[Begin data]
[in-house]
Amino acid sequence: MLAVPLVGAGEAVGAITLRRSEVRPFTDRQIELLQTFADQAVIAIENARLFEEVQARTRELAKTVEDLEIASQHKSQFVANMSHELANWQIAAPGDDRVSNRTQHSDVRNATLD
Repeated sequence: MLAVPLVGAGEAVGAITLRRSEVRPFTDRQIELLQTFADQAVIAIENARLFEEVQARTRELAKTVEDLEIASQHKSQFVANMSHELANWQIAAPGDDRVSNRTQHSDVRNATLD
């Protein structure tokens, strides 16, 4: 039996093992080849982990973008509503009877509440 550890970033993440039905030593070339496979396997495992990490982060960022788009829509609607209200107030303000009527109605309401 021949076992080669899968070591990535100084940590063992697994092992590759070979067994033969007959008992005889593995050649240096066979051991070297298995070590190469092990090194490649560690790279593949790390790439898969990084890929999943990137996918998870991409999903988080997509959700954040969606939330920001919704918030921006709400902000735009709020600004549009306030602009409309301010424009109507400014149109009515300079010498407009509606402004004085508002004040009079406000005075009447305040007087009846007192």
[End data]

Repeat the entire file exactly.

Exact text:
[in-house]
Amino acid sequence: MLAVPLVGAGEAVGAITLRRSEVRPFTDRQIELLQTFADQAVIAIENARLFEEVQARTRELAKTVEDLEIASQHKSQFVANMSHELANWQIAAPGDDRVSNRTQHSDVRNATLD
Repeated sequence: MLAVPLVGAGEAVGAITLRRSEVRPFTDRQIELLQTFADQAVIAIENARLFEEVQARTRELAKTVEDLEIASQHKSQFVANMSHELANWQIAAPGDDRVSNRTQHSDVRNATLD
């Protein structure tokens, strides 16, 4: 039996093992080849982990973008509503009877509440 550890970033993440039905030593070339496979396997495992990490982060960022788009829509609607209200107030303000009527109605309401 021949076992080669899968070591990535100084940590063992697994092992590759070979067994033969007959008992005889593995050649240096066979051991070297298995070590190469092990090194490649560690790279593949790390790439898969990084890929999943990137996918998870991409999903988080997509959700954040969606939330920001919704918030921006709400902000735009709020600004549009306030602009409309301010424009109507400014149109009515300079010498407009509606402004004085508002004040009079406000005075009447305040007087009846007192």